It makes logical sense that f you need to eat that amount of calories, spreading it through the day makes the task more achievable. In this instance, it might be easier to follow a traditional bodybuilding ‘eat every three hours’ rule. Any time my friend really wants to get in shape, he adopts this strategy and other times in the year when his priorities are different (hitting sales targets etc), he does Intermittent Fasting.

Again, you don’t have to follow one diet style forever, you can switch it, mix it up and depending on your life priority right now (starting a new job vs. getting in shape for a holiday), and then you can adjust it accordingly.

I obviously cant cover every single example for every specific goal but I’ve covered it more in a the Nutrition Q+A podcast and will be expanding on it in my full day seminar in December but now that we have the order, lets deconstruct the three principles.

1) A diet that is in alignment with your goals:

This is the bottom of the pyramid and is the piece of information that props everything else up. If you don’t get this right, then every diet is doomed to fail sooner or later.

There’s a million reasons to fall off your diet- work is too busy, you feel stressed out, you have exams, you’re going through a break up, you’re training too hard, the rings aren’t floating around Saturn properly, the ice caps are melting. The list goes on and on.

As a fitness coach, there are two main reasons that I consistently see when it comes to people failing with their diet.

  1. Lack of progress (normally due to misalignment of goals): or
  2. Not aligning their nutrition and training program with the end goal.

You can’t hit a target you can’t see and random eating or random training leads to random results. Before you start any nutritional strategy or diet, ask yourself, what’s my end goal? Are you training to lose body fat, build muscle, tone up, get stronger, get fitter, run a half marathon? Or is it a combination of several goals?

If it’s a combination, then the pyramid of prioritisation kicks in again. If you want to lose fat, get stronger and run a half marathon, then you layer it like that.

  1. Lose fat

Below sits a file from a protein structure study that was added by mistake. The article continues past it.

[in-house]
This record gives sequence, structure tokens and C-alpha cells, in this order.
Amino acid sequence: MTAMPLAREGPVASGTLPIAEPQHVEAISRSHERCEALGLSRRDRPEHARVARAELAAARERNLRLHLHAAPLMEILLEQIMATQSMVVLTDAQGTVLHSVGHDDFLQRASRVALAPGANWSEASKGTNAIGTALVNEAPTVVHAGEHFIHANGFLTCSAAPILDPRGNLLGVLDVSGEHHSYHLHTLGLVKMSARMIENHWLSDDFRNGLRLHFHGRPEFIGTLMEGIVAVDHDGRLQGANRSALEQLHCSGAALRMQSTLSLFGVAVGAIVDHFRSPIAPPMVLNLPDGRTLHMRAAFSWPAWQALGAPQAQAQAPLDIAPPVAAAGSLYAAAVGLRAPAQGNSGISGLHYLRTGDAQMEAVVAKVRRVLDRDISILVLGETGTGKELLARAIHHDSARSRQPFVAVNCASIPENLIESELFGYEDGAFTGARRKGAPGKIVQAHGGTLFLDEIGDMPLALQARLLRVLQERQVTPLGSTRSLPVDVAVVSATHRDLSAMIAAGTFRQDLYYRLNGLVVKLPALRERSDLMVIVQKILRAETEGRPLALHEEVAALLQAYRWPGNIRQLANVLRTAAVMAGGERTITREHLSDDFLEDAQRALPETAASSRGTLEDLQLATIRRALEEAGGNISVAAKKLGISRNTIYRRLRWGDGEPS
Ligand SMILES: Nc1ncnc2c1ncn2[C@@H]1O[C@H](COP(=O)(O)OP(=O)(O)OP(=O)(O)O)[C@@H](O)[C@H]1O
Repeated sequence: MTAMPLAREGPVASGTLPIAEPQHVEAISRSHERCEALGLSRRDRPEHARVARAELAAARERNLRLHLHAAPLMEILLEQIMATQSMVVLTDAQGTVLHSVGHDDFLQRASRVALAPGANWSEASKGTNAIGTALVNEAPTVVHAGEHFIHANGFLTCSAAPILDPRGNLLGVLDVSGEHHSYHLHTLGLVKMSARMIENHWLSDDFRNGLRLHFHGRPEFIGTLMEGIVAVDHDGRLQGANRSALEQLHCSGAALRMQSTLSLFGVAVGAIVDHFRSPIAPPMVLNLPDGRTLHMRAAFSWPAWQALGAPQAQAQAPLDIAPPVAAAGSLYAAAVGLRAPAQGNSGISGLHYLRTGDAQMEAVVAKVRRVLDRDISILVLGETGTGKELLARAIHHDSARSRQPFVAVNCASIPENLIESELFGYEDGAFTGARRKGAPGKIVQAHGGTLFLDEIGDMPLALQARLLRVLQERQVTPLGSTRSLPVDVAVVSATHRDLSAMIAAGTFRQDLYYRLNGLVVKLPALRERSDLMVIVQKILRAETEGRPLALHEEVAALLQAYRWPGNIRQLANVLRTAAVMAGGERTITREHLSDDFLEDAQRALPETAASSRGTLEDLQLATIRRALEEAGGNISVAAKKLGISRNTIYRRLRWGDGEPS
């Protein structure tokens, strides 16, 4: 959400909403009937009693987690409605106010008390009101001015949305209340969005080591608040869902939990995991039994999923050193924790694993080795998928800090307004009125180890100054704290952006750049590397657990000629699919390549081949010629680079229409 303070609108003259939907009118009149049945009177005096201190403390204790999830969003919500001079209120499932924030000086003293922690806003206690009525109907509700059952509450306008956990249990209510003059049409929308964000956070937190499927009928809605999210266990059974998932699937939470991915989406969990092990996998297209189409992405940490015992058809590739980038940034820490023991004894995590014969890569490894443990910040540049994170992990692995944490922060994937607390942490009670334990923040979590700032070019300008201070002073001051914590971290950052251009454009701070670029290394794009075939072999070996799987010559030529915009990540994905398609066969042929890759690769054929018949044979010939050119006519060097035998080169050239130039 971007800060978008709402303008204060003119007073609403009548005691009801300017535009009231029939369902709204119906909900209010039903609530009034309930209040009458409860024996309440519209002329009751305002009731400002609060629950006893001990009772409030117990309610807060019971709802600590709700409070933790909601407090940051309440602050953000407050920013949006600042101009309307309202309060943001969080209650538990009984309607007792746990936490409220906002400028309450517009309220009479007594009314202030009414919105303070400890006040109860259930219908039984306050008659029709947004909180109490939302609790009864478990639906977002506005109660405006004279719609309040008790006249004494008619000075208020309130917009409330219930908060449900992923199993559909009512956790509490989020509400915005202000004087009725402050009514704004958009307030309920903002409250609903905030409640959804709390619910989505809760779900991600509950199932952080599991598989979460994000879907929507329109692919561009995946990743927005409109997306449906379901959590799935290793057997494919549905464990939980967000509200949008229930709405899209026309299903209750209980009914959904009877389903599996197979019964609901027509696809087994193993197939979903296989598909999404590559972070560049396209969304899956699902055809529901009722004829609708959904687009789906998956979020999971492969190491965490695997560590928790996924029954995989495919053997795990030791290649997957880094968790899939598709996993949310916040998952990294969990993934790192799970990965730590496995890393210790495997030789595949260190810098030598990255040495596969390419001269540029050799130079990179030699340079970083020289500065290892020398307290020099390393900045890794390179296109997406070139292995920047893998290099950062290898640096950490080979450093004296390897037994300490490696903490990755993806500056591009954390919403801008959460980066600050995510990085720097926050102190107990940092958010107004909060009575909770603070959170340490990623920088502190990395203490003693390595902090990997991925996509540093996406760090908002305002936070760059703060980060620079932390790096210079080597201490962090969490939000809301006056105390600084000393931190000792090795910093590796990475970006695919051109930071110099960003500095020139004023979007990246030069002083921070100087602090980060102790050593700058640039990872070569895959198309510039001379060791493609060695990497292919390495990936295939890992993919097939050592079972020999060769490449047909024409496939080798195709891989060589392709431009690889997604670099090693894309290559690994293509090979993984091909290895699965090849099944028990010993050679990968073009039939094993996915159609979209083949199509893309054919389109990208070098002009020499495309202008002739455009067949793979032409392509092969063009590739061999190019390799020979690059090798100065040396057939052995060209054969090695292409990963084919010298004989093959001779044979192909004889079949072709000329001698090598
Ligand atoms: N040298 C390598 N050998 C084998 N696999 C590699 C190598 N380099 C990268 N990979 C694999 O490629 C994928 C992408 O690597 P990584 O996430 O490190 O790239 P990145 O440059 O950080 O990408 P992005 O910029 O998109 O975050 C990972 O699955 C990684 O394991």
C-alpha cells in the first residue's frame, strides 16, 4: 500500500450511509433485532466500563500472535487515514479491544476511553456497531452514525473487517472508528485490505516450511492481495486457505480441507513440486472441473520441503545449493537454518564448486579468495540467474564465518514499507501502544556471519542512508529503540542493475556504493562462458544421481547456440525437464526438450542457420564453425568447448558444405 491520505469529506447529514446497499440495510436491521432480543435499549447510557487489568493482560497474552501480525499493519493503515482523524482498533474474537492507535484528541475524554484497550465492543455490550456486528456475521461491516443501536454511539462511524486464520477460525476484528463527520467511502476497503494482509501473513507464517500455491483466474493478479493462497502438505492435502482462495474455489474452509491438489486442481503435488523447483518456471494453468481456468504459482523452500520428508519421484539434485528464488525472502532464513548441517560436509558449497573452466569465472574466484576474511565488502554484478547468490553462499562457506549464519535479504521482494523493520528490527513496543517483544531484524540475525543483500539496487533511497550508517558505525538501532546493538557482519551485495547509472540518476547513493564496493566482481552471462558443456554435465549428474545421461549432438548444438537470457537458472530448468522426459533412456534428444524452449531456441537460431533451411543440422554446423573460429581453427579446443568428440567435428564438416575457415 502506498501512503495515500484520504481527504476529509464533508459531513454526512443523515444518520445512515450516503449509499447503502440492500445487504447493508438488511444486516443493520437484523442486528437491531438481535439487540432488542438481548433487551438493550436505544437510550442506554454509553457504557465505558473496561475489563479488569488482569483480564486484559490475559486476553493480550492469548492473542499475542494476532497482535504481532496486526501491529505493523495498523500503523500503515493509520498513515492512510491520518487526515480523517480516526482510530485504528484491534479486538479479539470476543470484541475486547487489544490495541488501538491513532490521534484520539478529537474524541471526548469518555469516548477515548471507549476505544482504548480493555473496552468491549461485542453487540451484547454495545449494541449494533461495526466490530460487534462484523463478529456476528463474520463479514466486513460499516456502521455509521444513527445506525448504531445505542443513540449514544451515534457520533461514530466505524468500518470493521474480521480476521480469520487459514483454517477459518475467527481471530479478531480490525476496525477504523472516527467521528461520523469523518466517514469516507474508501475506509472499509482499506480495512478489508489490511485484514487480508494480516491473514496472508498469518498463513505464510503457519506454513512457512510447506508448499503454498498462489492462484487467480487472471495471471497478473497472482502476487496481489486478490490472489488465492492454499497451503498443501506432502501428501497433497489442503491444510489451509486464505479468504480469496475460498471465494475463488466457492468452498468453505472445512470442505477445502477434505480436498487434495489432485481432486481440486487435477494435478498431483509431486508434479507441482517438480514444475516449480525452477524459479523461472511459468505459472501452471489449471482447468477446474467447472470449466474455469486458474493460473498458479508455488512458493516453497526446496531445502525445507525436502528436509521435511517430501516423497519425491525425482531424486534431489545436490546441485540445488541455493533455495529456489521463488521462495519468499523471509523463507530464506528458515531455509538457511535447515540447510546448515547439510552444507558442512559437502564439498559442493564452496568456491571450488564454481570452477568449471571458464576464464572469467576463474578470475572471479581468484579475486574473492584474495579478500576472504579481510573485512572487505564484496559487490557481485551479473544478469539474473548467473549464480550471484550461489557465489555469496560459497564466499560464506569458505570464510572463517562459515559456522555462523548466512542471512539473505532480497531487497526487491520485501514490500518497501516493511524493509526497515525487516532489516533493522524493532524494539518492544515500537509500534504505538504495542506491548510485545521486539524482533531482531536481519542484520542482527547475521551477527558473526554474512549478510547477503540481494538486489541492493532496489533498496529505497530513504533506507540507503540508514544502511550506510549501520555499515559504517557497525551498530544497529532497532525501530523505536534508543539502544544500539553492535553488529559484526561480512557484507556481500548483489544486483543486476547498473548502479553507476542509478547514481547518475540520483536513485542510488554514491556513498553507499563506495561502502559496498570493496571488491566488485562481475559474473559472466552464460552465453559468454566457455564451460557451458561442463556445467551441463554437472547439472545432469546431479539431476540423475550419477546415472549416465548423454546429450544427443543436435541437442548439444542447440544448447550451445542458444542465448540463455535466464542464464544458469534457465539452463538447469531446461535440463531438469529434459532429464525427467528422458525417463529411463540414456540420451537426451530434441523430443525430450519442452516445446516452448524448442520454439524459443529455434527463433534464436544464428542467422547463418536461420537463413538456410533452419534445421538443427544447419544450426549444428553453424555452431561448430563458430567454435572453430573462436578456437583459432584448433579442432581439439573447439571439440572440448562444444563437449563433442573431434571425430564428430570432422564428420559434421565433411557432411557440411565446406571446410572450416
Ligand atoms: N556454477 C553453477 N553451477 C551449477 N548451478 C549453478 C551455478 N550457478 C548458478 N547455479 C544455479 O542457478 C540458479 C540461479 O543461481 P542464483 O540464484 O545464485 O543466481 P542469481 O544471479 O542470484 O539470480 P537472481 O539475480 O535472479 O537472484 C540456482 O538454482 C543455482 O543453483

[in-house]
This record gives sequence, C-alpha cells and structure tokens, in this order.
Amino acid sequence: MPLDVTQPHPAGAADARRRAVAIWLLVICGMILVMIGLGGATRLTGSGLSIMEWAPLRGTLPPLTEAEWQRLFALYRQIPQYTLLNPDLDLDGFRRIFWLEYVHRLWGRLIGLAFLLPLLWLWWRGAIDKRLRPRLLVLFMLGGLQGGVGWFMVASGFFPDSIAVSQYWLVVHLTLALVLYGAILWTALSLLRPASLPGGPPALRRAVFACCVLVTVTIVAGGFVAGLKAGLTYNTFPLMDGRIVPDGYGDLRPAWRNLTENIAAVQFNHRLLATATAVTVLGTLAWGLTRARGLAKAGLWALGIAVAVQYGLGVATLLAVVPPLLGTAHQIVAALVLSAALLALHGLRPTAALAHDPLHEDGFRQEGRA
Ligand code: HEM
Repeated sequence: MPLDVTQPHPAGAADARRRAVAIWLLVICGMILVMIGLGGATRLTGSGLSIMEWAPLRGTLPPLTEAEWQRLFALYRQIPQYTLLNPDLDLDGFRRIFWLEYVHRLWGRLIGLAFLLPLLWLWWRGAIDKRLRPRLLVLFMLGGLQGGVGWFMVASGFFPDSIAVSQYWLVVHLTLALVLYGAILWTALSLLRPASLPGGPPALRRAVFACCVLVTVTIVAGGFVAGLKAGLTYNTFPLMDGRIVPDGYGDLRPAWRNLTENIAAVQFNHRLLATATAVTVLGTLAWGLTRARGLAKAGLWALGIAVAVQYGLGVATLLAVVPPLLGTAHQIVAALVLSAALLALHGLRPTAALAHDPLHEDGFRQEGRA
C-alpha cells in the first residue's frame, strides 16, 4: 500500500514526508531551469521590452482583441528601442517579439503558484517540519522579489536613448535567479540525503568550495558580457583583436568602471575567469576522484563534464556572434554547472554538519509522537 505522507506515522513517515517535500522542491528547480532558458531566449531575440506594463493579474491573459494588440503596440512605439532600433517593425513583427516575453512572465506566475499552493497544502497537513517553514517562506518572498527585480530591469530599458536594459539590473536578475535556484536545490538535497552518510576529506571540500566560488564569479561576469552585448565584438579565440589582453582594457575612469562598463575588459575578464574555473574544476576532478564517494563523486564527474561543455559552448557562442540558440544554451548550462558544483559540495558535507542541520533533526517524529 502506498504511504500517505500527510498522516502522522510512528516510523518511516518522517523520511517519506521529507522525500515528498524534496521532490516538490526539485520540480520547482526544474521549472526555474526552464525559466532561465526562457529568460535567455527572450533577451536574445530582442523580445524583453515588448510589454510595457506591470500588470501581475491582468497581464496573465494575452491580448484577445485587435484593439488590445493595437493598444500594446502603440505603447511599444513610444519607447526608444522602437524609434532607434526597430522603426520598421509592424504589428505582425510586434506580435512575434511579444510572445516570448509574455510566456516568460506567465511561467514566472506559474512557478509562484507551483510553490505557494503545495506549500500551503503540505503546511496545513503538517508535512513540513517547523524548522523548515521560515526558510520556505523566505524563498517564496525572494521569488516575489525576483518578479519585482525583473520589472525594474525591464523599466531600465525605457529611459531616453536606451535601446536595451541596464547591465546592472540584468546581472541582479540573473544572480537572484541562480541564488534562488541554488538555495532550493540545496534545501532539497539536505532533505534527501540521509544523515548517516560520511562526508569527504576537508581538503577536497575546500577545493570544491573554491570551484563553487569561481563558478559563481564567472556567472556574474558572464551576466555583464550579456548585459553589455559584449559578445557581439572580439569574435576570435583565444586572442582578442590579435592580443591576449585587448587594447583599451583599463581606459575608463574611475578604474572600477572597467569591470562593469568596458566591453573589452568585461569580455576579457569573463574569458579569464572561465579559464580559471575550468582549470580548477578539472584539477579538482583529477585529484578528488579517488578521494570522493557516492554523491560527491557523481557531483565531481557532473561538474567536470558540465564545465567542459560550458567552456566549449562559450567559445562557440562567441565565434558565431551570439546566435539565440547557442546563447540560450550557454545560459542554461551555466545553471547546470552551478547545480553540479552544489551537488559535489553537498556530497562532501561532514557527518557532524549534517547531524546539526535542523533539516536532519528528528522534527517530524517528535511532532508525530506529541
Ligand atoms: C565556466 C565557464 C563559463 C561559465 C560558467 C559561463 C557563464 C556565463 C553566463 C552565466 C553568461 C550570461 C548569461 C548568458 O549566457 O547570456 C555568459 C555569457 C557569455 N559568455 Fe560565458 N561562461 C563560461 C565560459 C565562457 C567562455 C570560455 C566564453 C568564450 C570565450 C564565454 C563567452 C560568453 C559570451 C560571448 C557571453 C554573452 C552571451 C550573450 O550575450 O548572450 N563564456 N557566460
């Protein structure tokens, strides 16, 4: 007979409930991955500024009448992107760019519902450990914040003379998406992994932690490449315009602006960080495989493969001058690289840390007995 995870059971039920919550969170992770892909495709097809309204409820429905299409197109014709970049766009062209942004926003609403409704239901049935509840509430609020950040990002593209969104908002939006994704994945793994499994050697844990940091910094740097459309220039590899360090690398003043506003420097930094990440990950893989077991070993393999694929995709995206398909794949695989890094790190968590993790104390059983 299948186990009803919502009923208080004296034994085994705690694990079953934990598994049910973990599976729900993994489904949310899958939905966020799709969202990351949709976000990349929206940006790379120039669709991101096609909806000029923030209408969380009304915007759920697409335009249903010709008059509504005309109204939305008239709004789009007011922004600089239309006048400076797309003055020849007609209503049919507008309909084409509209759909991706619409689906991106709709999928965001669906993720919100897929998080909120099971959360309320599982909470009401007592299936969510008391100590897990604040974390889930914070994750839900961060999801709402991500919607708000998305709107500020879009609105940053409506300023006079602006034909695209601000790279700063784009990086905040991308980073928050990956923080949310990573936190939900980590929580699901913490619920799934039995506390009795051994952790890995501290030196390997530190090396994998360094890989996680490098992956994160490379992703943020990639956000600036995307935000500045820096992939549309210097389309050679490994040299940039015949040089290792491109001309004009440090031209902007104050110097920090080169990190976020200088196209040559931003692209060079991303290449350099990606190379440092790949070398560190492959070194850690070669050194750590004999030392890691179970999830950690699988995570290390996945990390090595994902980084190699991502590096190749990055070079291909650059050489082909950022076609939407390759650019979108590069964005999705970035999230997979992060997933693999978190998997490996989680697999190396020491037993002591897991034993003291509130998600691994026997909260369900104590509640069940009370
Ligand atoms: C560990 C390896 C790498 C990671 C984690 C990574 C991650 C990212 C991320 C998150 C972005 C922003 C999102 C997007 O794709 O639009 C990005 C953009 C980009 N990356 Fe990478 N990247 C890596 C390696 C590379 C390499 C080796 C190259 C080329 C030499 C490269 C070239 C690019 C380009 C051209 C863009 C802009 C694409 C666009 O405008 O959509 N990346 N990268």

2. Get stronger
  3. Run a half marathon

Now you just reverse engineer you nutritional plan that takes those things into account.

You want to lose fat? Great; first thing you need to do is to get into a calorie deficit (i.e. eat less calories than you burn).

You want to get stronger? Perfect, add in some form or resistance, weight or strength training.

You want to run a half marathon? Awesome, start with your base level of runs (i.e. 1km comfortably) and progressively increase that over time and factor it into your training plan.

I’m a firm believer that no physical goal is unrealistic; the time frame might be unrealistic but the goal general isn’t. If you’re three stone overweight right now, you’re probably not going to lose it in a week, but over a few months, it becomes realistic again. As I said in the mind-set section of my book The Fitness Mindset, don’t adjust the goals, adjust the action steps.

Which brings me neatly onto prioritisation #2. Once you know what your end goal is, then it needs to fit with your lifestyle and schedule.

2) Fits into your lifestyle and schedule

If you have a hectic corporate job where you’re on the go 12 hours a day (like my friend above), then eating every 3 hours isn’t a very sustainable plan over the long term. Again it doesn’t matter what kind of nutritional strategy you’re following as long as its in alignment with the end goal but it is worth asking the question “is this realistic for me or am I really going to stick to it?” – for my friend above, its not realistic to eat every three hours a day (unless its for a short term period where he wants to look his best) so he does Intermittent Fasting the other times of the year as it fits into his schedule much better.